The Waste Land

Five minimal-looking items of marginal electronica which represent the first block of releases from the label Wasted Capital Since 2013, which is a sub-label of Hideous Replica. If there’s any common ground here, it may be something to do with refusing easy answers, moving to the extremes of electronic sound, and exploring in a halting way some strange pockets of genuinely unexplored turfs. There’s tough listening here, and the sounds may not excite you much at first, but everyone in this box has their own voice, and they’re doing things not regularly on offer from other competing market stalls. Now read on.

Did you Get Home Okay Last Night? (WC5) is a very strange mini-album on CDR by N.D.N.L. Its determined blankness is fearsome, and many listeners will fail at the first post in a matter of seconds. The sole point of reference which might enable you a way into this closed-off world is the last track, where a fractured cover of The Fall’s ‘New Face In Hell’ is performed with a sense of listless despair. Matter of fact it’s not really a cover version at all, more like a radical deconstruction of the song’s informational content, performed by an insane android who doesn’t understand how music works. Mark E. Smith’s paranoid alarmist lyrics are reduced to a grim monotonous recit, flatly intoned over illogical and muffled electronic utterances. The remainder is three baffling tracks of bizarre electronic tones and percussive stabs, working to no discernible rules or patterns, and somehow generating a very claustrophobic sense of anxiety and fear. These may be uncertain and unfinished experiments, but they’re exciting and even slightly dangerous. The nightmarish cover art – a high-contrast image of a 1960s concrete architectural monstrosity – confirms the paranoid tendencies of N.D.N.L.’s world view.


A Still Season Unravels (WC2) is a video disc, for an audio-visual presentation created by the London sound artist Roberto Crippa working with Caleb Wood, using laptops and electronics and performed at a festival in Flussi, Italy. The very subdued visuals were apparently created by feeding their lugubrious music through a “performance patch”, thus creating real-time visuals on the screen while you watch. I found their solemn and aimless work a bit of a chore to process, but I do like the overall stern and austere aspect, its blank minimalism making no concessions whatsoever to audience enjoyment.


WC3 is a lumpy and ungainly (in a good way) cassette tape by the notable Vasco Alves, the Spaniard who’s had some association with Miguel A. Garcia, and whom we heard once before on a 2009 split with Ghoul for the Foredoom label. He usually works with radio waves, passing them through synths and other processors with a pair of coarse mitts, but on Volume 1 he’s working with a “battered portable cassette recorder” and producing many moments of impressive effects, presumably through exploiting the device’s mechanical malfunctions and errors to his advantage. His work thus remains very process based, but on this occasion he manages to transcend his methods and create sound art that can be both memorable and beautiful. When he surveys the kingdom, what he sees is a strange, faintly hostile world of tunnels, metal objects, and broken vehicles wobbling out of control.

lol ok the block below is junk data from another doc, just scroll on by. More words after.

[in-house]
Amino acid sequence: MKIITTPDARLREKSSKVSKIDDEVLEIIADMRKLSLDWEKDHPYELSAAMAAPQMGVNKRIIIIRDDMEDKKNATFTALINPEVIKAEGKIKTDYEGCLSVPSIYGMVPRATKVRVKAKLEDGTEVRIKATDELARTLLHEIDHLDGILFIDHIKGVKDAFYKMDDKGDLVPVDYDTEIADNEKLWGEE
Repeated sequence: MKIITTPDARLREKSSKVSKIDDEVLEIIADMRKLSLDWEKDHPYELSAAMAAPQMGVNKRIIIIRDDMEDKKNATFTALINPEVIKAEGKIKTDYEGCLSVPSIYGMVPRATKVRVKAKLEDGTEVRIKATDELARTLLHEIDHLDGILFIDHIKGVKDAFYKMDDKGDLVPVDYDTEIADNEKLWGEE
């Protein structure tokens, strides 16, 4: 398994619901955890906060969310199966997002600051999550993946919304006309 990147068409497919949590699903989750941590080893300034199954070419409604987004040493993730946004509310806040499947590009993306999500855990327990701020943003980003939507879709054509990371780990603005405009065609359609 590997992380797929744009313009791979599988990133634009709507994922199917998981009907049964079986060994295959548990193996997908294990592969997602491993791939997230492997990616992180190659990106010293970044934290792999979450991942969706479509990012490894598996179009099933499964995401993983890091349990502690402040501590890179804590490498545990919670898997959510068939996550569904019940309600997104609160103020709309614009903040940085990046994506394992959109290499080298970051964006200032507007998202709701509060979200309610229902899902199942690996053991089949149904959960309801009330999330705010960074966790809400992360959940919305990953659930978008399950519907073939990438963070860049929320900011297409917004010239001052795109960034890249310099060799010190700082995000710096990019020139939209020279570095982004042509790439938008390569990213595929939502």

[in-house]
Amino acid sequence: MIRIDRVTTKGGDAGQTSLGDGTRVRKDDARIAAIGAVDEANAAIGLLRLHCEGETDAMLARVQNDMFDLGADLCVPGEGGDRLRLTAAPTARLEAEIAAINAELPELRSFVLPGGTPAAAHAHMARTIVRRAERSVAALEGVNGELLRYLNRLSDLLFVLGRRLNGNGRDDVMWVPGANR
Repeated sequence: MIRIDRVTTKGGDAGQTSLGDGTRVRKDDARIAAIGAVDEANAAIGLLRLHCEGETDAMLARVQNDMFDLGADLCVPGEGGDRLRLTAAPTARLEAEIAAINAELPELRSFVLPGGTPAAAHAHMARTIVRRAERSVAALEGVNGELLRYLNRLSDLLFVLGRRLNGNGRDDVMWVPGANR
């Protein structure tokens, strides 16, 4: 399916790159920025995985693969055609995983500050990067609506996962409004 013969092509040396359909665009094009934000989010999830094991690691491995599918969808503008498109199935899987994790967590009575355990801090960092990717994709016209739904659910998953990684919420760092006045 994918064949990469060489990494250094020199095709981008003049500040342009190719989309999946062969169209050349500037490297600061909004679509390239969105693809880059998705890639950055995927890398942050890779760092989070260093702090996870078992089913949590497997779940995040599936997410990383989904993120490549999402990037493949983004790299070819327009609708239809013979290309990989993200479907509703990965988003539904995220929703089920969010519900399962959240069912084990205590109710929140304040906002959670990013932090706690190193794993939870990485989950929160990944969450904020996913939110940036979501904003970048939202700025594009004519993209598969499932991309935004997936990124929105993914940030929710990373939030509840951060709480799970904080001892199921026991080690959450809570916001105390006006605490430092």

Louie Rice‘s Degenerates (WC1) is also a cassette, five tracks pasted onto a short C25. The London-based Rice is in fact the owner of this label and also its parent label Hideous Replica, which he runs with the help of Vasco Alves. Again we last heard the pair of them on Foredoom, where they performed as the duo ARAR to create Amplified Duo II – a process piece involving radio and synths, which was curiously unsatisfying at some level as I recall. Degenerates is an improvement, even if it’s not especially easy to listen to. Like with N.D.N.L. above, it seems there has been a concerted effort to reduce electronic music to a series of blanked-out, nondescript tones, and perform them with absolutely no passion or emotion. Rice likewise eschews melody, patterns, rhythms, or shape; odd formless tones just tumble out of the machines. Yet it’s strangely compelling. At the very least, since no artificial means such as sequencers have been used to propel the sounds, you can detect the hand of a human being turning knobs and working sliders in a reliably arbitrary and subjective fashion.


WC4 is by Adam Asnan. He’s an English composer who studied under Denis Smalley and continues as an electro-acoustic composer. He too has appeared on Foredoom – I’m sensing a pattern here – as one third of the trio VA AA LR, with Rice and Alvez. More recently, we noted his FBFC release for the German 1000füssler label. On Veil After Veil the methodology used is kept secret, but what emerges resembles slow-motion rattling inside an old oil drum or dustbin, sluggish and erratic movements brushing against metal. This is followed by desultory passages of electronic tones throbbing in a highly mysterious rhythmical manner. The textures vary from one event to the next, and if nothing else it becomes clear that Asnan is very aware of such matters as microphone placement and natural acoustics. As the work progresses, you’ll hear more similar puzzling episodes of airy drone and rattling effects, perhaps using field recordings as a starting point, all of them characterised by their refusal to describe or refer to anything, insisting that we accept them as pure sound and nothing else. This may not appear like a particularly appetising proposal, but before long you’ll find yourself succumbing to the charms of Veil After Veil, wandering down these nameless abstract streets that have no end or beginning, wondering what the worms of chance will bring you next.